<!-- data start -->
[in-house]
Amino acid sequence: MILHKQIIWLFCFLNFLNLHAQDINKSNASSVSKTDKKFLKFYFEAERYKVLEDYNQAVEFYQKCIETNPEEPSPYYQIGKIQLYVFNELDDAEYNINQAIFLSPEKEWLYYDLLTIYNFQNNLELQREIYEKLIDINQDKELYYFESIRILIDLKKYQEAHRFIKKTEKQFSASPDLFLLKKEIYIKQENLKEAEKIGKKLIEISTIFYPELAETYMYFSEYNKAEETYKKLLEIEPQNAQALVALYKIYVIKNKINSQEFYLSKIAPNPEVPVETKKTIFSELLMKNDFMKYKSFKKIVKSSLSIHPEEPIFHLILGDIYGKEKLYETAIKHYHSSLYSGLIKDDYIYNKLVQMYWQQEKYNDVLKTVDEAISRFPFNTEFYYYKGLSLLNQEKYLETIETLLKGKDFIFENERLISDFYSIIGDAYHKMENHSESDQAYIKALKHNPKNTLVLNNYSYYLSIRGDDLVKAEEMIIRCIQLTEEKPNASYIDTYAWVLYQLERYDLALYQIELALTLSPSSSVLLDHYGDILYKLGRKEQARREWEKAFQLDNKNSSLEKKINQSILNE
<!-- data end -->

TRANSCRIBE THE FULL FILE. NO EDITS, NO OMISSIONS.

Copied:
[in-house]
Amino acid sequence: MILHKQIIWLFCFLNFLNLHAQDINKSNASSVSKTDKKFLKFYFEAERYKVLEDYNQAVEFYQKCIETNPEEPSPYYQIGKIQLYVFNELDDAEYNINQAIFLSPEKEWLYYDLLTIYNFQNNLELQREIYEKLIDINQDKELYYFESIRILIDLKKYQEAHRFIKKTEKQFSASPDLFLLKKEIYIKQENLKEAEKIGKKLIEISTIFYPELAETYMYFSEYNKAEETYKKLLEIEPQNAQALVALYKIYVIKNKINSQEFYLSKIAPNPEVPVETKKTIFSELLMKNDFMKYKSFKKIVKSSLSIHPEEPIFHLILGDIYGKEKLYETAIKHYHSSLYSGLIKDDYIYNKLVQMYWQQEKYNDVLKTVDEAISRFPFNTEFYYYKGLSLLNQEKYLETIETLLKGKDFIFENERLISDFYSIIGDAYHKMENHSESDQAYIKALKHNPKNTLVLNNYSYYLSIRGDDLVKAEEMIIRCIQLTEEKPNASYIDTYAWVLYQLERYDLALYQIELALTLSPSSSVLLDHYGDILYKLGRKEQARREWEKAFQLDNKNSSLEKKINQSILNE